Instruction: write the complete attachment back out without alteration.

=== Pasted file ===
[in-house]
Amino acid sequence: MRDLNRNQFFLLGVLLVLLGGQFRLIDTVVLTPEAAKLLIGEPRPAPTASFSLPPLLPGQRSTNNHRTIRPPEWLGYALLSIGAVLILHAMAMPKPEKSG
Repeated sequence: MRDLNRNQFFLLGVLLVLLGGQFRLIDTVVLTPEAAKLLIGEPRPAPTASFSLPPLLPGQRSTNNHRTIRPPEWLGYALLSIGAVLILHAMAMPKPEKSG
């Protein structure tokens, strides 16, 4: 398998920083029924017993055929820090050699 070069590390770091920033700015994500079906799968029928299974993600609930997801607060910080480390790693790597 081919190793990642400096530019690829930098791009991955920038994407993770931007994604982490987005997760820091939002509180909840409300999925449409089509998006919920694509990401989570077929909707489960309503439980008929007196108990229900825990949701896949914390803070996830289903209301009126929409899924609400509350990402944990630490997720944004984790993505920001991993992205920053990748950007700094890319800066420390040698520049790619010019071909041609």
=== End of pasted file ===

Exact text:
[in-house]
Amino acid sequence: MRDLNRNQFFLLGVLLVLLGGQFRLIDTVVLTPEAAKLLIGEPRPAPTASFSLPPLLPGQRSTNNHRTIRPPEWLGYALLSIGAVLILHAMAMPKPEKSG
Repeated sequence: MRDLNRNQFFLLGVLLVLLGGQFRLIDTVVLTPEAAKLLIGEPRPAPTASFSLPPLLPGQRSTNNHRTIRPPEWLGYALLSIGAVLILHAMAMPKPEKSG
């Protein structure tokens, strides 16, 4: 398998920083029924017993055929820090050699 070069590390770091920033700015994500079906799968029928299974993600609930997801607060910080480390790693790597 081919190793990642400096530019690829930098791009991955920038994407993770931007994604982490987005997760820091939002509180909840409300999925449409089509998006919920694509990401989570077929909707489960309503439980008929007196108990229900825990949701896949914390803070996830289903209301009126929409899924609400509350990402944990630490997720944004984790993505920001991993992205920053990748950007700094890319800066420390040698520049790619010019071909041609």